Tag Archives: civil asset forfeiture

Joe Biden: Father of the Drug War’s Asset Forfeiture Program, by Chris Calton

Back when his brain was intact, Joe Biden had a lot to do with law enforcement’s widespread adoption of civil asset forfeiture. From Chris Calton at mises.org:

In 1991, Maui police officers showed up at the home of Frances and Joseph Lopes. One officer showed his badge and said, “Let’s go into the house, and we will explain things to you.” Once he was inside, the explanation was simple: “We’re taking the house.”

The Lopses were far from wealthy. They worked on a sugar plantation for nearly fifty years, living in camp housing, to save up enough money to buy a modest, middle-class home. But in 1987, their son Thomas was caught with marijuana. He was twenty-eight, and he suffered from mental health issues. He grew the marijuana in the backyard of his parents’ home, but every time they tried to cut it down, Thomas threatened suicide. When he was arrested, he pled guilty, was given probation since it was his first offense, and he was ordered to see a psychologist once a week. Frances and Joseph were elated. Their son got better, he stopped smoking marijuana, and the episode was behind them.

But when the police showed up and told them that their house was being seized, they learned that the episode was not behind them. That statute of limitations for civil asset forfeiture was five years. It had only been four. Legally, the police could seize any property connected to the marijuana plant from 1987. They had resurrected the Lopes case during a department-wide search through old cases looking for property they could legally confiscate.

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Asset Forfeiture and the Destruction of American Liberty, by Jacob G. Hornberger

Civil asset forfeiture laws are an abomination and clear violate the US constitution. From Jacob G. Hornberger at fff.org:

For centuries, it has been an established tenet of Western jurisprudence that a person cannot be punished for a crime unless the government first convicts him of the crime in a court of law. After the Constitution called the federal government into existence, our American ancestors demanded that this principle be enshrined in the Bill of Rights because they were convinced that federal officials would end up violating it.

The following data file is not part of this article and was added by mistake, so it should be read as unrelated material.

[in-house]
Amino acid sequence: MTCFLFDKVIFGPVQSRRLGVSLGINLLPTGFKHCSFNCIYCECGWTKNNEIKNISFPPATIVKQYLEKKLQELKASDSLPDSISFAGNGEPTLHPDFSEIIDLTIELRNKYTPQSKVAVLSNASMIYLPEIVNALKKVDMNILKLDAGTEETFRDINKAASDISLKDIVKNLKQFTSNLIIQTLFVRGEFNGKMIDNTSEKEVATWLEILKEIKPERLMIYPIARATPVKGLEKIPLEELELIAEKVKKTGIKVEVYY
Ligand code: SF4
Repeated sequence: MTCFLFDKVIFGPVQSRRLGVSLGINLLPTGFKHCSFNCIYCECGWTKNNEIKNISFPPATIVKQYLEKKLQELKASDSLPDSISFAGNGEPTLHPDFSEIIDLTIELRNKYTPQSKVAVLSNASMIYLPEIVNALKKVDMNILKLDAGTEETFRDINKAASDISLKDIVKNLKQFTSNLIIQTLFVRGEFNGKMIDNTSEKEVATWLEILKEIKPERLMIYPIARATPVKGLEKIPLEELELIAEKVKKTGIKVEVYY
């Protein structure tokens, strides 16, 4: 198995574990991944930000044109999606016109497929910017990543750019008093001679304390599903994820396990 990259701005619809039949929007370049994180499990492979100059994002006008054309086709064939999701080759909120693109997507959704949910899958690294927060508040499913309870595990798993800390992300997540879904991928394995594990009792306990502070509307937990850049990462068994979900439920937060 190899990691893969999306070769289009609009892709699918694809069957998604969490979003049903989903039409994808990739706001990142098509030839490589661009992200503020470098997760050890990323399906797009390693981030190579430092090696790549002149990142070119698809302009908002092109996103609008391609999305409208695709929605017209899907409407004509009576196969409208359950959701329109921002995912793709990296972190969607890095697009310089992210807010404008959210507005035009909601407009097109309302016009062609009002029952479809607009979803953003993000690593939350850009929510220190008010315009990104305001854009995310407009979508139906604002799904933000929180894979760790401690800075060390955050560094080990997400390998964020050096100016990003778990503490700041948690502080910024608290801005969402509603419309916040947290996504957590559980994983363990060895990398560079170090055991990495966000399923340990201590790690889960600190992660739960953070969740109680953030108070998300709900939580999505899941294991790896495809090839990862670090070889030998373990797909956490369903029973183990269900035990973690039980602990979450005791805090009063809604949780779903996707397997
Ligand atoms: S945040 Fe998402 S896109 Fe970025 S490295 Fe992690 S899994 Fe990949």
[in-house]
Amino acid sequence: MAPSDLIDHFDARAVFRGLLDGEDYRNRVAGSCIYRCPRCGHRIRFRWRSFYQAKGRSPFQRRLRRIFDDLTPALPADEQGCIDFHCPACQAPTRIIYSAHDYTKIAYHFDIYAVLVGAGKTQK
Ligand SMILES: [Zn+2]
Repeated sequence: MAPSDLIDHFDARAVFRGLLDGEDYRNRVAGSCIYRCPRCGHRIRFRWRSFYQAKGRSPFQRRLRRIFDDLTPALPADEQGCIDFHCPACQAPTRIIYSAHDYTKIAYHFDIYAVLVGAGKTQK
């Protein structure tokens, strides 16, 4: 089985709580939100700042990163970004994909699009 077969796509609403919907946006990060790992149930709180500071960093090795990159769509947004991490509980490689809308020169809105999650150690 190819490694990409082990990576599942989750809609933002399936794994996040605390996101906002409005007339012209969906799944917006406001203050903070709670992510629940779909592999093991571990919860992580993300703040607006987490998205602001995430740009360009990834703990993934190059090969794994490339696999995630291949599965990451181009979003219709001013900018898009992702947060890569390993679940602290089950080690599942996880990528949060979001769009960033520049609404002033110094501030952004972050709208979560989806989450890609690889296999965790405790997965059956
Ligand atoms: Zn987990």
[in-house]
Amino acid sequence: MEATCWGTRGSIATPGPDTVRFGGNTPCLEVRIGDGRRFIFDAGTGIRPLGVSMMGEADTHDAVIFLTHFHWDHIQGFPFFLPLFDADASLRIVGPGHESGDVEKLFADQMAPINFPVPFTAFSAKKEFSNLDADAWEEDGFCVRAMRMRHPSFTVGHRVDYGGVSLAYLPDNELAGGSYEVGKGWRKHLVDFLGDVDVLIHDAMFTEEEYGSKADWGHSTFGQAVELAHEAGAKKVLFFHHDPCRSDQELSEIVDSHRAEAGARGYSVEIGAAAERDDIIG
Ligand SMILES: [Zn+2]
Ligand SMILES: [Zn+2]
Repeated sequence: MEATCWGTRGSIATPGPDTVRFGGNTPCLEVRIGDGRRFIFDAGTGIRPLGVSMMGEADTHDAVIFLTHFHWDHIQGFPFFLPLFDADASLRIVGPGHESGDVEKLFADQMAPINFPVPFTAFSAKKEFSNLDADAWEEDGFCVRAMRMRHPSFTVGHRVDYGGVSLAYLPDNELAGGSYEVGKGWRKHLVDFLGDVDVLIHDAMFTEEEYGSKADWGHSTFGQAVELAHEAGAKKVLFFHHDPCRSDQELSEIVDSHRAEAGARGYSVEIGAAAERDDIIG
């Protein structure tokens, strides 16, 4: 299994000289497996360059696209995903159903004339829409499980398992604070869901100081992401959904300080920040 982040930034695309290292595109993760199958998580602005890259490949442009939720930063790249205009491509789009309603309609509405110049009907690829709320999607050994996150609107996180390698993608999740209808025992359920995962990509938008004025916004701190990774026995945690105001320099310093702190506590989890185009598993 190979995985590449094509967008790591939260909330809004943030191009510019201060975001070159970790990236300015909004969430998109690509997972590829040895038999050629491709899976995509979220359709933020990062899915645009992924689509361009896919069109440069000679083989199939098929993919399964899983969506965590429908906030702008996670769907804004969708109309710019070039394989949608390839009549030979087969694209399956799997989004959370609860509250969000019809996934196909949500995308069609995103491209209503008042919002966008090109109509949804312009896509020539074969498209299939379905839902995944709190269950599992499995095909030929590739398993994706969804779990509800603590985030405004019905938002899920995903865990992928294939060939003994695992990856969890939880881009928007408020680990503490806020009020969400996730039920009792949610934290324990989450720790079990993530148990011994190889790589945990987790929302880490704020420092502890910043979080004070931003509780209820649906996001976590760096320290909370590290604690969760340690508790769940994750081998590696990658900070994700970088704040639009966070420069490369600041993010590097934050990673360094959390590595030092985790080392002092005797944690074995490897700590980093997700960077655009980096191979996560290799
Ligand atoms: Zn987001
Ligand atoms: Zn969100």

The Fifth Amendment states in part: “No person shall be held to answer for a capital, or otherwise infamous crime, unless on presentment or indictment of a Grand Jury…. nor be deprived of life, liberty, or property, without due process of law.”

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When they can take your children away… how free are you? by Simon Black

Civil asset forfeiture requires no proof a crime was committed for the government to take your property, and in some cases your children. From Simon Black at sovereignman.com:

George Reby was driving from New Jersey to Tennessee to pick up a car he had purchased on eBay when he was stopped for speeding.

Like many Americans, George felt he had nothing to hide from the police. So when the officer asked him if he was carrying any large amounts of cash, he admitted he had $22,000 on him because he was buying a car.

George was able to show the officer his eBay bids, and that the sale was legitimate. He was able to demonstrate that he has income from his job as an insurance adjuster.

But none of that mattered. The cop seized George’s money on the spot.

Later, in a court hearing that George was not allowed to participate in, the judge allowed the police to keep the money even though George was never charged with a crime.

There was no proof of wrongdoing. Even more, George had proof that there was NO wrongdoing.

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Policing For Profit: How Civil Asset Forfeiture Has Perverted American Law Enforcement, by ammo.com

Civil asset forfeiture has grown into a horrifying monster, with only scattered realization of its evils. From ammo.com: